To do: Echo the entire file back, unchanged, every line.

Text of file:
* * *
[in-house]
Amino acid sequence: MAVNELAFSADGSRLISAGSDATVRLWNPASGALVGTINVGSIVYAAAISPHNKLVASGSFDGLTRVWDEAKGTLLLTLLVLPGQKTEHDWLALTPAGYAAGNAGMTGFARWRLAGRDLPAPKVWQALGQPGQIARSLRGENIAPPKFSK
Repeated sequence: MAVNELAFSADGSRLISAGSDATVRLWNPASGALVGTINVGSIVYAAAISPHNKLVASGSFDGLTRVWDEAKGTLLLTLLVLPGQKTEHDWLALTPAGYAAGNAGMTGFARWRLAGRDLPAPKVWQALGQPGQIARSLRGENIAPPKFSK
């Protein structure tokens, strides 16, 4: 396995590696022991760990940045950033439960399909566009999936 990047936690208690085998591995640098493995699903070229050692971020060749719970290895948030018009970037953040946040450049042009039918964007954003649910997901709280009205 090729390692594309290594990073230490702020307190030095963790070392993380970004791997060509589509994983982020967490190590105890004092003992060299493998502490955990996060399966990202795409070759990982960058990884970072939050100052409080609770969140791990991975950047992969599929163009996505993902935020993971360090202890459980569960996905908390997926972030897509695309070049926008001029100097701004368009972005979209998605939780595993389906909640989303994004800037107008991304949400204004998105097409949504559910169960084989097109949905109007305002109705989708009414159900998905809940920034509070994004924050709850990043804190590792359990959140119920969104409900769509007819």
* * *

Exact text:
[in-house]
Amino acid sequence: MAVNELAFSADGSRLISAGSDATVRLWNPASGALVGTINVGSIVYAAAISPHNKLVASGSFDGLTRVWDEAKGTLLLTLLVLPGQKTEHDWLALTPAGYAAGNAGMTGFARWRLAGRDLPAPKVWQALGQPGQIARSLRGENIAPPKFSK
Repeated sequence: MAVNELAFSADGSRLISAGSDATVRLWNPASGALVGTINVGSIVYAAAISPHNKLVASGSFDGLTRVWDEAKGTLLLTLLVLPGQKTEHDWLALTPAGYAAGNAGMTGFARWRLAGRDLPAPKVWQALGQPGQIARSLRGENIAPPKFSK
């Protein structure tokens, strides 16, 4: 396995590696022991760990940045950033439960399909566009999936 990047936690208690085998591995640098493995699903070229050692971020060749719970290895948030018009970037953040946040450049042009039918964007954003649910997901709280009205 090729390692594309290594990073230490702020307190030095963790070392993380970004791997060509589509994983982020967490190590105890004092003992060299493998502490955990996060399966990202795409070759990982960058990884970072939050100052409080609770969140791990991975950047992969599929163009996505993902935020993971360090202890459980569960996905908390997926972030897509695309070049926008001029100097701004368009972005979209998605939780595993389906909640989303994004800037107008991304949400204004998105097409949504559910169960084989097109949905109007305002109705989708009414159900998905809940920034509070994004924050709850990043804190590792359990959140119920969104409900769509007819």